How-To: Torque Head Bolts on a Harley Evo Big Twin

by Kelvin Hayes

Each of the four head bolts on both cylinders of the Harley Evo Big Twin need to be tightened progressively, in four stages, to a final torque level of 42 foot-pounds. You use torque wrenches to ensure that important bolts receive the correct level of tension. Bolts hold important sections of a bike in place, such as the wheel hubs, motor mounts or heads, and they need to withstand heat, vibration and pressure. To ensure these bolts do not back out under these forces, manufacturers recommend specific torque levels, such as these for the head bolts.

Unlock the torque wrench at its base, spin the handle until the torque wrench reads 9 foot-pounds and lock the wrench. Tighten the head bolt numbered "1" on the forward cylinder to 9 foot-pounds. Continue with the 2,3 and 4 bolts, tightening them to 9 foot-pounds as well.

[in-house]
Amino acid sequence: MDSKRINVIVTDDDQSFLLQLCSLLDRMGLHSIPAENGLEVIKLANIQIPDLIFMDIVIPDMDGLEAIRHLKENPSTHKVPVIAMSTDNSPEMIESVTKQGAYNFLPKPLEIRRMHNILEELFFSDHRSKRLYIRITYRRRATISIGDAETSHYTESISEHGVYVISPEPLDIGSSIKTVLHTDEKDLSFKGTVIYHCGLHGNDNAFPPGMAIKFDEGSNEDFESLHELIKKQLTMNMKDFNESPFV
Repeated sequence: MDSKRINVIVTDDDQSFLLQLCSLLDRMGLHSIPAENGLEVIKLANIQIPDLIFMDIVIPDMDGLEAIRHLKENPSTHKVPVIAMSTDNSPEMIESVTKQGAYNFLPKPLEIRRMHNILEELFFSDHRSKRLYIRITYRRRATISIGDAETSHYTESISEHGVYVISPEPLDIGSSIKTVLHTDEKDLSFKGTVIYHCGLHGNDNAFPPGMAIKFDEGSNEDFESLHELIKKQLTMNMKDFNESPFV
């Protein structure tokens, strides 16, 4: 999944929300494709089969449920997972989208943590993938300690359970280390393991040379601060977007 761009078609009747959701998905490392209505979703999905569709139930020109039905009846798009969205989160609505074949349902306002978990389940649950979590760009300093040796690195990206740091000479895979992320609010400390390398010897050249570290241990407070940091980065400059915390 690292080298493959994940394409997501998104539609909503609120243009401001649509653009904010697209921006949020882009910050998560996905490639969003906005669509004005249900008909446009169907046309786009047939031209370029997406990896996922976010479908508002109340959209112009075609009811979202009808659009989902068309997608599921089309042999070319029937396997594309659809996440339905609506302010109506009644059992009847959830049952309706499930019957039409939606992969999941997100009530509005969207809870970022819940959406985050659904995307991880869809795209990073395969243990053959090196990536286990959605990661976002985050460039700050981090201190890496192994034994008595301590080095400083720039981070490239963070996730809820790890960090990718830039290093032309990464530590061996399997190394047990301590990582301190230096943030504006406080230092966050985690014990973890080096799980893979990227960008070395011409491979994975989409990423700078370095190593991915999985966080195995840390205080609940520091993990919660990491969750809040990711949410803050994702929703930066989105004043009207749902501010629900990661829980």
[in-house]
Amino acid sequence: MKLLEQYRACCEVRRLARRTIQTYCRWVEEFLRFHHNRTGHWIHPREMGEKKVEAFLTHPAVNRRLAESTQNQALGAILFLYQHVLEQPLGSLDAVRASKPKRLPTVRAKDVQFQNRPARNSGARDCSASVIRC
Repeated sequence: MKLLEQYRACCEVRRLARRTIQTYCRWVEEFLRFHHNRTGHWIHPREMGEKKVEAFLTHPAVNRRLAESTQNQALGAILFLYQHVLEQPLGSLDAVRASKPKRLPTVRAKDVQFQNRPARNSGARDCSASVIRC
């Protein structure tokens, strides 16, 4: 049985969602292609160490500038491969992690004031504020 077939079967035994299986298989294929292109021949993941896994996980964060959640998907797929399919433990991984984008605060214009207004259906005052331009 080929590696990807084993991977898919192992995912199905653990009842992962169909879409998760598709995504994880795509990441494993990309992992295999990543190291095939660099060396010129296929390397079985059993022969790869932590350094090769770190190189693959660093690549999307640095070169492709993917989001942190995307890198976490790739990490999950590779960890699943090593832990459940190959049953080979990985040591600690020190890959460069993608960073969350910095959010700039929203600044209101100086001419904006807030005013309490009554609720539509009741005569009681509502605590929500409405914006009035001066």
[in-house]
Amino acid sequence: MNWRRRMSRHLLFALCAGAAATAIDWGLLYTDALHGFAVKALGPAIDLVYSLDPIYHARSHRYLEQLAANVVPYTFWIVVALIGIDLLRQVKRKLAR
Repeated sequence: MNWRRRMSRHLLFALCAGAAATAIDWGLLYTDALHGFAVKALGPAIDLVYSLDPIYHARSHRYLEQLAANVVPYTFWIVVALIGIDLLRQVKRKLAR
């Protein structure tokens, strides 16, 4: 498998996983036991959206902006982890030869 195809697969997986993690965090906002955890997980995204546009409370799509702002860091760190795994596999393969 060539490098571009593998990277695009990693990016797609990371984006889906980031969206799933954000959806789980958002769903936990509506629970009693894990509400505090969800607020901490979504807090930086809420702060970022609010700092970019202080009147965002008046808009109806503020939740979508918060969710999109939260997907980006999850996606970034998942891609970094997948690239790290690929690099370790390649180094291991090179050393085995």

Return to the number one bolt, with the torque wrench set at 15 foot-pounds and progressively tighten bolts 1 through 4. Set the wrench to 25 foot-pounds and tighten all four head bolts. Finish the torque process with the wrench set at 42 foot-pounds.

Move to the rear cylinder, reset the torque wrench to 9 foot-pounds and progressively tighten bolts 1 through 4. Increase the torque on the wrench from 9 foot-pounds to 15 foot-pounds and tighten each of the four bolts until the wrench clicks on each bolt. Increase the torque wrench to 25 foot-pounds and tighten each of the four head bolts until the click is heard once again. Finally, increase the wrench to 42 foot-pounds and complete the last cycle of tightening, listening for the click to ensure each bolt is tightened to exactly 42 foot-pounds.


  • check When resetting the torque wrench from 42 foot-pounds down to 9 foot-pounds, first turn the wrench until it reads 0 foot-pounds and then increase the torque again until you reach 9. This ensures the torque wrench is properly calibrated.

About the Author

Kelvin Hayes has been writing professionally since 2009 as a freelance copywriter. He runs his own online business, writing ebooks, reports and information products. Completely self-taught, Hayes prides himself on creatively completing writing projects by pulling from his wide range of life experiences.